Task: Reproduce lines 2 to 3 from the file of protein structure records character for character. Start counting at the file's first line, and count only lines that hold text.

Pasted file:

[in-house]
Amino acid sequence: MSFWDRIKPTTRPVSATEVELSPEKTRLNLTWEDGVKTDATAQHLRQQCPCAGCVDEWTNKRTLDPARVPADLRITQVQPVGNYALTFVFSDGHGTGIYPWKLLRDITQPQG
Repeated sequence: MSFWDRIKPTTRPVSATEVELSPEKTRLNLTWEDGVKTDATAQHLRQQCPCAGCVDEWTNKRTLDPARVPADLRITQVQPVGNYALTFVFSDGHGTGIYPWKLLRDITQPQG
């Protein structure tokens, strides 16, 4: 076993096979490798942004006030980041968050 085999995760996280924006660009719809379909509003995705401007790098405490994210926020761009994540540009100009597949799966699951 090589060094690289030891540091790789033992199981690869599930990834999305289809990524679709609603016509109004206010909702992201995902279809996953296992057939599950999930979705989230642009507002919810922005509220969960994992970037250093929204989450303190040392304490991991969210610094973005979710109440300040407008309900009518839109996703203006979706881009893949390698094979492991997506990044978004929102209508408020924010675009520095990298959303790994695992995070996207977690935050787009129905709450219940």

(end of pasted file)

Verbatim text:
Amino acid sequence: MSFWDRIKPTTRPVSATEVELSPEKTRLNLTWEDGVKTDATAQHLRQQCPCAGCVDEWTNKRTLDPARVPADLRITQVQPVGNYALTFVFSDGHGTGIYPWKLLRDITQPQG
Repeated sequence: MSFWDRIKPTTRPVSATEVELSPEKTRLNLTWEDGVKTDATAQHLRQQCPCAGCVDEWTNKRTLDPARVPADLRITQVQPVGNYALTFVFSDGHGTGIYPWKLLRDITQPQG